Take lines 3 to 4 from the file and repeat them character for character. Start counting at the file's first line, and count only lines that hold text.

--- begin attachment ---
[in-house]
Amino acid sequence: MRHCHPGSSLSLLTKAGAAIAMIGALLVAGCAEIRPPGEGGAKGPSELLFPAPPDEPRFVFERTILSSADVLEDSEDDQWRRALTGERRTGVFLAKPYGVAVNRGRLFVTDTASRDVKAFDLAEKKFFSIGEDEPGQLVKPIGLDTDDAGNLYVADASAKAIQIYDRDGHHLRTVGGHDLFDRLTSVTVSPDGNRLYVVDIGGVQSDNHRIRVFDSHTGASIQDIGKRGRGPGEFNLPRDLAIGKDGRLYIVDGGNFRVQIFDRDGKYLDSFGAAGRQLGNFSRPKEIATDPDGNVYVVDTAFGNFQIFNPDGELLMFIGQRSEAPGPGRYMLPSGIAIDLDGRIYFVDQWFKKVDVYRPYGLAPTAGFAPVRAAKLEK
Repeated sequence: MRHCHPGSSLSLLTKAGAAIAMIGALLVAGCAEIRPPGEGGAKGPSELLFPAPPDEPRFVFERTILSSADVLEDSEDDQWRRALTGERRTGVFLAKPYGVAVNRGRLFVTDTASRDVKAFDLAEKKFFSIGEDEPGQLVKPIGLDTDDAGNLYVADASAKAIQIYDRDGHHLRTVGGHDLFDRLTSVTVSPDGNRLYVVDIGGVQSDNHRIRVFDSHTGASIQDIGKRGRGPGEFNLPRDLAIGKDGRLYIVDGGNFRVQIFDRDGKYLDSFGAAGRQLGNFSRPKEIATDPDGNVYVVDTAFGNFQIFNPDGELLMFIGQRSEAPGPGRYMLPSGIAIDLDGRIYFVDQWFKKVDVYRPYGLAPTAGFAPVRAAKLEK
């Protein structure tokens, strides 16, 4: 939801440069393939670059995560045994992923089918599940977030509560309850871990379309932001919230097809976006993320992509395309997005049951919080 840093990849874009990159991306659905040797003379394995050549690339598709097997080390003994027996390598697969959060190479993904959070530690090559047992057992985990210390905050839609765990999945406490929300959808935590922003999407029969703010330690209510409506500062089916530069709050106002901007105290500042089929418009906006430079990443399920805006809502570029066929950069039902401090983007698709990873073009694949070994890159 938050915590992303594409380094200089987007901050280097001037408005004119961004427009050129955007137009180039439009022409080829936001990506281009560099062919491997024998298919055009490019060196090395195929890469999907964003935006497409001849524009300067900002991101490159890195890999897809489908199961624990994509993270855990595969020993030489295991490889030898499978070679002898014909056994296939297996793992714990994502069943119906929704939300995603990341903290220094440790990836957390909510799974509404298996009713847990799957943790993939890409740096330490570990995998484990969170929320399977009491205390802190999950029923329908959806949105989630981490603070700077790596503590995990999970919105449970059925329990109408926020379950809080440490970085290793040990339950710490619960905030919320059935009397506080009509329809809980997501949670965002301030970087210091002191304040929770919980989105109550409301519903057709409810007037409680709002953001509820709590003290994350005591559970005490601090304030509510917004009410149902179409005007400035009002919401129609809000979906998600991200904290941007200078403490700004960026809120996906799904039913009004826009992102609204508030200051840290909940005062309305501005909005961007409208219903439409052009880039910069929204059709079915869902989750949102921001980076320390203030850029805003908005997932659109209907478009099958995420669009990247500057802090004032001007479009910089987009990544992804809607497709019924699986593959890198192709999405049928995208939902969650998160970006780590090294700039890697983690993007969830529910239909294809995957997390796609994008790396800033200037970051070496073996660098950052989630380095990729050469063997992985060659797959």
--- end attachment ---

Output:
Repeated sequence: MRHCHPGSSLSLLTKAGAAIAMIGALLVAGCAEIRPPGEGGAKGPSELLFPAPPDEPRFVFERTILSSADVLEDSEDDQWRRALTGERRTGVFLAKPYGVAVNRGRLFVTDTASRDVKAFDLAEKKFFSIGEDEPGQLVKPIGLDTDDAGNLYVADASAKAIQIYDRDGHHLRTVGGHDLFDRLTSVTVSPDGNRLYVVDIGGVQSDNHRIRVFDSHTGASIQDIGKRGRGPGEFNLPRDLAIGKDGRLYIVDGGNFRVQIFDRDGKYLDSFGAAGRQLGNFSRPKEIATDPDGNVYVVDTAFGNFQIFNPDGELLMFIGQRSEAPGPGRYMLPSGIAIDLDGRIYFVDQWFKKVDVYRPYGLAPTAGFAPVRAAKLEK
């Protein structure tokens, strides 16, 4: 939801440069393939670059995560045994992923089918599940977030509560309850871990379309932001919230097809976006993320992509395309997005049951919080 840093990849874009990159991306659905040797003379394995050549690339598709097997080390003994027996390598697969959060190479993904959070530690090559047992057992985990210390905050839609765990999945406490929300959808935590922003999407029969703010330690209510409506500062089916530069709050106002901007105290500042089929418009906006430079990443399920805006809502570029066929950069039902401090983007698709990873073009694949070994890159 938050915590992303594409380094200089987007901050280097001037408005004119961004427009050129955007137009180039439009022409080829936001990506281009560099062919491997024998298919055009490019060196090395195929890469999907964003935006497409001849524009300067900002991101490159890195890999897809489908199961624990994509993270855990595969020993030489295991490889030898499978070679002898014909056994296939297996793992714990994502069943119906929704939300995603990341903290220094440790990836957390909510799974509404298996009713847990799957943790993939890409740096330490570990995998484990969170929320399977009491205390802190999950029923329908959806949105989630981490603070700077790596503590995990999970919105449970059925329990109408926020379950809080440490970085290793040990339950710490619960905030919320059935009397506080009509329809809980997501949670965002301030970087210091002191304040929770919980989105109550409301519903057709409810007037409680709002953001509820709590003290994350005591559970005490601090304030509510917004009410149902179409005007400035009002919401129609809000979906998600991200904290941007200078403490700004960026809120996906799904039913009004826009992102609204508030200051840290909940005062309305501005909005961007409208219903439409052009880039910069929204059709079915869902989750949102921001980076320390203030850029805003908005997932659109209907478009099958995420669009990247500057802090004032001007479009910089987009990544992804809607497709019924699986593959890198192709999405049928995208939902969650998160970006780590090294700039890697983690993007969830529910239909294809995957997390796609994008790396800033200037970051070496073996660098950052989630380095990729050469063997992985060659797959």